; Ask operator about set up and teach new pallets if desired

PROMPT “Do you want to define the pallet (Y/N)”Sans

IF Sans ==”Y” THEN

DETACH ( ); Detach robot from program control

TYPE “Use the PENDANT to teach the I/P Pallet location”

CALL set up. Pallet (in. count, in pallet [ ], out. height)

TYPE “Press the comp. button on the PENDANT to continue “

ATTACH ( )

END

; Initialize transfer data

transfer count =0

in. count=0

out count=0

; wait for transfer signal; then start the pallet transfer

MOVES # Safe

TYPE “waiting for transfer signal.......”/S

WAIT SIG (transfer)


TYPE “ starting transfer”,/c2

Main, loop transferring one pallet to another, requesting;

;new pallets as necessary; Quit when transfer signal

becomes FALSE

WHILE. SIG (transfer) DO

IF in. count< = 0 THEN

SIGNAL in. change

WAIT SIG (-in. ready)

WAIT SIG (in. ready)

in. count= in. max

END

IF out. Count < 0 THEN

SIGNAL OUT. Change

WAIT SIG (-out. ready)

WAIT SIG (out. ready)

out. count= out. max

END

OPEN

APPROS in Pallet [in. count], in.height.

SPEED 20

MOVES in. Pallet [in. count]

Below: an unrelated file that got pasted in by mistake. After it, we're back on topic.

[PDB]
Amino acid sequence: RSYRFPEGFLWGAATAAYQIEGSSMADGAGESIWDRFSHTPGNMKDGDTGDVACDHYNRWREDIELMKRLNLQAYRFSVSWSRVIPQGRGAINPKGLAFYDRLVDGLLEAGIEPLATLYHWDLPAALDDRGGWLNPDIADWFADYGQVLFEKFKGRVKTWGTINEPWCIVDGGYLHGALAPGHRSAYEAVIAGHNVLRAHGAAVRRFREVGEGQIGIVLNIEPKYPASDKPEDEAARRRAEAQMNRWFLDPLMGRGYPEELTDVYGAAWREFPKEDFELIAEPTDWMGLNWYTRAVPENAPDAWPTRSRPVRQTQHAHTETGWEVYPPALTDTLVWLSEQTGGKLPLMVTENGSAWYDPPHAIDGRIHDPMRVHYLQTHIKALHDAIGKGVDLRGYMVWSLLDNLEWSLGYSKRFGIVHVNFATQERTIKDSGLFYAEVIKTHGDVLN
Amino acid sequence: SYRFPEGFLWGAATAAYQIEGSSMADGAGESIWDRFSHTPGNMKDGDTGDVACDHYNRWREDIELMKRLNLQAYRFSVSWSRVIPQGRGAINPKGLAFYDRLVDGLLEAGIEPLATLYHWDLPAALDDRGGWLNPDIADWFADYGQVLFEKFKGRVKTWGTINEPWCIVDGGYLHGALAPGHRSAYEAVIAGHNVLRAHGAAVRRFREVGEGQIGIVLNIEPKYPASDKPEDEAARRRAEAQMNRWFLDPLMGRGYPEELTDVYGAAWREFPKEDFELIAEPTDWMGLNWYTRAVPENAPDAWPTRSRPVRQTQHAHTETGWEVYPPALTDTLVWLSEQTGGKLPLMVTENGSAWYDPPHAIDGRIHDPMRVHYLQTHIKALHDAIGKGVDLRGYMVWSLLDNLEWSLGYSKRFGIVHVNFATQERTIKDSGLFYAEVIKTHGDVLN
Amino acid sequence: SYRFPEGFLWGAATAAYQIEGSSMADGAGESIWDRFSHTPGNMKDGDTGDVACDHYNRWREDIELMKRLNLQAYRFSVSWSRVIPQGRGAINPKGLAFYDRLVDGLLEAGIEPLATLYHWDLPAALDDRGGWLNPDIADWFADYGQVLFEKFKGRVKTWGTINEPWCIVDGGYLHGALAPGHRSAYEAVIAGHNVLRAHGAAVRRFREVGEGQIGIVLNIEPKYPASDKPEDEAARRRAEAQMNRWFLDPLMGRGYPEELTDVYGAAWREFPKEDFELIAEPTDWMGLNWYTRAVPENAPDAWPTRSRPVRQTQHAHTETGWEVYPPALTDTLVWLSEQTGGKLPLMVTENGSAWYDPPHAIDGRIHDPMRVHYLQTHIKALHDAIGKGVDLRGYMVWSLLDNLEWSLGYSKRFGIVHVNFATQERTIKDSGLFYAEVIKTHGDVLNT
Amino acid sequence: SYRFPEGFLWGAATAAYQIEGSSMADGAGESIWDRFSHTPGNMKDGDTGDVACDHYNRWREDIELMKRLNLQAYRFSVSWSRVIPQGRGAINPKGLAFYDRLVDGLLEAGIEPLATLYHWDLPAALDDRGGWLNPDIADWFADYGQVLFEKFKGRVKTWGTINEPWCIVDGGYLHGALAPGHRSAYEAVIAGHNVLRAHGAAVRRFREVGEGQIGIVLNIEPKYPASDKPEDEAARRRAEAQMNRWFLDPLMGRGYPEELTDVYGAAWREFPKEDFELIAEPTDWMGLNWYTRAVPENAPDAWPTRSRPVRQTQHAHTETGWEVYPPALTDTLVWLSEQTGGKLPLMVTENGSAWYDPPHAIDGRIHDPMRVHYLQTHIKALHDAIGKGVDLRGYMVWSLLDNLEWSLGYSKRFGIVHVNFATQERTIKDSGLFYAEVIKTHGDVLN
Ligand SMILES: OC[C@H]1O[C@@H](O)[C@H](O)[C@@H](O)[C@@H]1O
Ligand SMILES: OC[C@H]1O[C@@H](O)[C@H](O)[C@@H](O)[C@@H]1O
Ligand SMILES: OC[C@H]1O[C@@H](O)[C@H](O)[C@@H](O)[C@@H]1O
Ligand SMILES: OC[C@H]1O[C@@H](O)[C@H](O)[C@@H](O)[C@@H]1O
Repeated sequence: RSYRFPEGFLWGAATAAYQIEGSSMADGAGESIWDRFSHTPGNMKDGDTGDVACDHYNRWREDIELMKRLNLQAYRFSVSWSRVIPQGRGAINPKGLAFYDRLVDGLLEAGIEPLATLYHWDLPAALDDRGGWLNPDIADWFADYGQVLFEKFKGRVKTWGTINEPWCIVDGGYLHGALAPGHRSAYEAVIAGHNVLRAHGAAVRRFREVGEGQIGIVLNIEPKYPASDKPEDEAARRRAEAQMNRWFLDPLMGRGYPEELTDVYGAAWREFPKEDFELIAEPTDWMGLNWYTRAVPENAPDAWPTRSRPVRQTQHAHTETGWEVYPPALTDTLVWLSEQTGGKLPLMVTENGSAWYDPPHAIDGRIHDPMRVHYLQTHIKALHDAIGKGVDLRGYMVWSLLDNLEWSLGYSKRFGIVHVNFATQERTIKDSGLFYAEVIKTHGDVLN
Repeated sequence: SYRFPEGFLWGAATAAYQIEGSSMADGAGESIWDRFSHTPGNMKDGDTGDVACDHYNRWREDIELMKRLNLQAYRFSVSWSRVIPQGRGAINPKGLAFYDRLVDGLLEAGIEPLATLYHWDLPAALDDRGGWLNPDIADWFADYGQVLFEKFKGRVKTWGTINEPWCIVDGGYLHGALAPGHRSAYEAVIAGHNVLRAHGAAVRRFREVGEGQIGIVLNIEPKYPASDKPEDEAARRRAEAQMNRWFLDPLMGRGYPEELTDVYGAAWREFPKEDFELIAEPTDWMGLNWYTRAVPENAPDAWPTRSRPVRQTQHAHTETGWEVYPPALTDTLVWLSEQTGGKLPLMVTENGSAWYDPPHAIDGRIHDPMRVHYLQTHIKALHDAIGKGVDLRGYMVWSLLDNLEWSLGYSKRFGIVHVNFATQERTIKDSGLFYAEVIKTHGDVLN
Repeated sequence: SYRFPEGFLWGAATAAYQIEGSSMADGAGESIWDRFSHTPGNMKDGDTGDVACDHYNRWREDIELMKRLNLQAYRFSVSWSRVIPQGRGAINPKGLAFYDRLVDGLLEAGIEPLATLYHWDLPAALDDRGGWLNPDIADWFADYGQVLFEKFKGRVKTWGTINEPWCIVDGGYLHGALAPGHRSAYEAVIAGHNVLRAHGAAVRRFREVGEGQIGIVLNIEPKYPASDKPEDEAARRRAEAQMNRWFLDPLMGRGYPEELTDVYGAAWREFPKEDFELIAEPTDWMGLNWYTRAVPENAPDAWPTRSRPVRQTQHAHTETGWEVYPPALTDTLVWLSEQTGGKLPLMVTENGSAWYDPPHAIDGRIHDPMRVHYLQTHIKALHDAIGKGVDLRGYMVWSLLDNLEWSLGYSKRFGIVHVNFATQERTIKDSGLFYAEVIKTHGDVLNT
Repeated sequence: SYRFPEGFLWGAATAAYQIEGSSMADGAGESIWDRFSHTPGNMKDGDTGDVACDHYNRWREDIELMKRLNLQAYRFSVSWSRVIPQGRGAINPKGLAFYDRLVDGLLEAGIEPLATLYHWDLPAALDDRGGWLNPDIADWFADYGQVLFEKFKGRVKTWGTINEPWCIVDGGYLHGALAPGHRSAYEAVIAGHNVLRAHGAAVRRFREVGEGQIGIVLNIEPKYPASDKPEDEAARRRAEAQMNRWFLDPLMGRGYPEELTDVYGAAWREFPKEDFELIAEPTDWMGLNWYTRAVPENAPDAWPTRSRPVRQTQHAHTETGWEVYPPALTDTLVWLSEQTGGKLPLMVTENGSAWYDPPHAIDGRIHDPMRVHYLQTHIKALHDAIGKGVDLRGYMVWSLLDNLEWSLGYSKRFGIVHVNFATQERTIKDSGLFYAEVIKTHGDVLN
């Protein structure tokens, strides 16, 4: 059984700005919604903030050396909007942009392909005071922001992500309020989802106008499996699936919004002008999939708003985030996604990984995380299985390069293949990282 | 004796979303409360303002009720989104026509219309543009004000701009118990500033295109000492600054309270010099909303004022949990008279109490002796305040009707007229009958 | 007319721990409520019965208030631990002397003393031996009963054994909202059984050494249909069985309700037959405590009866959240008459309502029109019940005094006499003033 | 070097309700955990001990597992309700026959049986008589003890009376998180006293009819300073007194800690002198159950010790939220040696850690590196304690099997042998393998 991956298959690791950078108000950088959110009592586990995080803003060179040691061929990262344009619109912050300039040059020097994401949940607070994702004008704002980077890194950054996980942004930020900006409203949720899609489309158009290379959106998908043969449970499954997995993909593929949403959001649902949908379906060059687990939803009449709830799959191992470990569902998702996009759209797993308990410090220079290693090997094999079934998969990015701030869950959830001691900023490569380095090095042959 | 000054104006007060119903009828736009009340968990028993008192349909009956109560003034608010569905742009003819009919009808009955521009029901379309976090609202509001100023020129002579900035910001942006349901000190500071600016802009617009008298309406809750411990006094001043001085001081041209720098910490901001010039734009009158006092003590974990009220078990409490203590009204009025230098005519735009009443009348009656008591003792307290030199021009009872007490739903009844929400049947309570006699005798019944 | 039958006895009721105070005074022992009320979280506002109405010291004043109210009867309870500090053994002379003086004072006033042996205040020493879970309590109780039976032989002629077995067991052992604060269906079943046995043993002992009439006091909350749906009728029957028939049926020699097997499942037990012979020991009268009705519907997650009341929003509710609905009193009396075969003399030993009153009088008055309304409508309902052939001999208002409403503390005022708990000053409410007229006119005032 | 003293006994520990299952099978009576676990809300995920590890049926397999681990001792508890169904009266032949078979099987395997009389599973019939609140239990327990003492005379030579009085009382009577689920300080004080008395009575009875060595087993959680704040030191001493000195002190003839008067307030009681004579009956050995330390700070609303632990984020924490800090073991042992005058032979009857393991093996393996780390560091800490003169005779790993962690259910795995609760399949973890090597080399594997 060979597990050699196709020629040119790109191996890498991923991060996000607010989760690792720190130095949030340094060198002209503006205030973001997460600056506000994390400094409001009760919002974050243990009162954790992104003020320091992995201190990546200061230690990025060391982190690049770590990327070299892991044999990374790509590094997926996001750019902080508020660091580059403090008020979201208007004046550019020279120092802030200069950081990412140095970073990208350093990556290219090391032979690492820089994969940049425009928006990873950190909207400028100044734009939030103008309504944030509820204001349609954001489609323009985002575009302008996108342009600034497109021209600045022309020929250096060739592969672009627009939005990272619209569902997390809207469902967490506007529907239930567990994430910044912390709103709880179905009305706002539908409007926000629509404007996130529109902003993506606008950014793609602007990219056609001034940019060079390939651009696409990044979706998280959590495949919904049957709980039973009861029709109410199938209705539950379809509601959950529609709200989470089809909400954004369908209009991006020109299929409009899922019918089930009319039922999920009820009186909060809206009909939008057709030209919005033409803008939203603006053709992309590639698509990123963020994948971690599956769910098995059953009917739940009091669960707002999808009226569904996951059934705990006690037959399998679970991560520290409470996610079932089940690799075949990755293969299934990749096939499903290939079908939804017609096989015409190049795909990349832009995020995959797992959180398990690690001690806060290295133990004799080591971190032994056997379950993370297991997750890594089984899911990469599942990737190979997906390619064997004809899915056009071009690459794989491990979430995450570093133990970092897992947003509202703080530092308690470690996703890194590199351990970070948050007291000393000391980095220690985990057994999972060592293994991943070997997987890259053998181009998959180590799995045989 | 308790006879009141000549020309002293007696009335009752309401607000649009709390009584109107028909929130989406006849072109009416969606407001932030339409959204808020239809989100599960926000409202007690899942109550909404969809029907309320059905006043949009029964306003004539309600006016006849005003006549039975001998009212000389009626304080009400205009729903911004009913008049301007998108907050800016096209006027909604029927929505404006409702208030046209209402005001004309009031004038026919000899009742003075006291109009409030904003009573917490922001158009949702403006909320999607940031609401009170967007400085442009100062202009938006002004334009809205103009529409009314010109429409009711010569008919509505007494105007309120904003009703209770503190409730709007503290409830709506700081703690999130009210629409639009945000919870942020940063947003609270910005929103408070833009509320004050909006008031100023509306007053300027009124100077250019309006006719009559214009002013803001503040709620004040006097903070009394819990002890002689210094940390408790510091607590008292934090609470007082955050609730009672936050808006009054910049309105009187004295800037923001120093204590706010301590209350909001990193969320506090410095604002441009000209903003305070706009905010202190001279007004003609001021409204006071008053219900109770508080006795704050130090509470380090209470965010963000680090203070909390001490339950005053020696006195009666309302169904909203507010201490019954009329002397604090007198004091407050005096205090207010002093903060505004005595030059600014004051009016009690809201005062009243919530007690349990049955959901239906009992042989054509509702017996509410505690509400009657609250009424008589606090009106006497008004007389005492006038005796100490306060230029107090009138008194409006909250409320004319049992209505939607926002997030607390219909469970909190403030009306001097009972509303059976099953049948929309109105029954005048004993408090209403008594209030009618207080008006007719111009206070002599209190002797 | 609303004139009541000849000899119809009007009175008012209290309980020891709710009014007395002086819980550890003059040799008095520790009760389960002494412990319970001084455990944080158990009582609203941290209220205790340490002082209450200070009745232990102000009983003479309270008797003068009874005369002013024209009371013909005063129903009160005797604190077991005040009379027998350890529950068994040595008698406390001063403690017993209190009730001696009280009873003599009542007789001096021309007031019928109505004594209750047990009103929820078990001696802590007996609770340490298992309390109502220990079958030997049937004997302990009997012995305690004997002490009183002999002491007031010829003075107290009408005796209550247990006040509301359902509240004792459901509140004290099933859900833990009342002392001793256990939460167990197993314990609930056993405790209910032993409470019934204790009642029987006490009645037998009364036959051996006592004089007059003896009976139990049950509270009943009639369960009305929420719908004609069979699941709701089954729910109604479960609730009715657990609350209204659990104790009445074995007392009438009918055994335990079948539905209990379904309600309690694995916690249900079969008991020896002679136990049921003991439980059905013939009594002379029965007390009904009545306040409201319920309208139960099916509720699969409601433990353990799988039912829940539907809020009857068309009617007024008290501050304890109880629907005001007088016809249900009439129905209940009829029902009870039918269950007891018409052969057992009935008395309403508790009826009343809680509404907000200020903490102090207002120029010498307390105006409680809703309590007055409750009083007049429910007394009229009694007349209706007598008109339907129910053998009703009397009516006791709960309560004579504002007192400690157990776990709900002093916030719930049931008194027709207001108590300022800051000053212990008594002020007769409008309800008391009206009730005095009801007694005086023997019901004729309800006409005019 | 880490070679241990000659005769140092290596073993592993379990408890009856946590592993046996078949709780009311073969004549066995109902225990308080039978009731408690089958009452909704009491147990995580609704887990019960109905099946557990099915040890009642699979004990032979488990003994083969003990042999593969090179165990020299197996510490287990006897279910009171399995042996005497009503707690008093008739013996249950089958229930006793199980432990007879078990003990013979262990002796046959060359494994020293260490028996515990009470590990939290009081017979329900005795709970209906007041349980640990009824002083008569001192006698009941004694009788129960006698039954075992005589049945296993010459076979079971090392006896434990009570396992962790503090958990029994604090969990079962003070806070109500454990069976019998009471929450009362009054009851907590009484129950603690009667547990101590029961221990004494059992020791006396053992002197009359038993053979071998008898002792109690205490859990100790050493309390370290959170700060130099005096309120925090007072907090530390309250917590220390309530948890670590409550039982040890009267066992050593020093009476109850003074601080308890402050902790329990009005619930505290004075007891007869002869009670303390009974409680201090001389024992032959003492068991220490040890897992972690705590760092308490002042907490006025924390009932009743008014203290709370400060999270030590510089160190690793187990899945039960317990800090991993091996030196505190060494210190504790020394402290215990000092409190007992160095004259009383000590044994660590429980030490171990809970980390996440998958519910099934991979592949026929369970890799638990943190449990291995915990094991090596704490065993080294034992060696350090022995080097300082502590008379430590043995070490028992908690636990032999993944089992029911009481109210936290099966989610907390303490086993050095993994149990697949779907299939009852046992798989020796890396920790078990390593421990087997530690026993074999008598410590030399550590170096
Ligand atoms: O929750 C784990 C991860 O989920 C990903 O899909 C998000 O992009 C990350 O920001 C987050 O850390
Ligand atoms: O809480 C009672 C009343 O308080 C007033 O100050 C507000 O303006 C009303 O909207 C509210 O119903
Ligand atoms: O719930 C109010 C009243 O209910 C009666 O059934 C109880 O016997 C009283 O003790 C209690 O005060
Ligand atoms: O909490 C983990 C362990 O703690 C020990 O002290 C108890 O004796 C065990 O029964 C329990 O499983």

CLOSE I

DEPARTS in. height

in. count = in. count-1

; Place output part


APPROS out

SPEED 20

MOVES out. Pallet [out. count]

OPEN I

DEPARTS out. height

out. count = out. count-1

; Count transfer and display it.

transfer. Count = transfer. Count+1

TYPE N, ”Number of parts transferred,” / I8, transfer. count

END;

; All done transferring parts, move robots to safe place and quit

MOVES # Safe

END

PROGRAM set up pallet (count. Array [ ],approach)

; INPUT PARM ; NONE

;OUTPUT PARM ; Count = No. of items on their pallet.

array [ ]= Array containing the pallet location

approach = The approach height for their Pallet.

Local r1; 11, 1r, ap, t [], ncol, nrow

Local row, COL.cs, rs, i, frame

Ask operator to teach pallet location

CALL teach. Point (“Upper left pallet location”,Ll)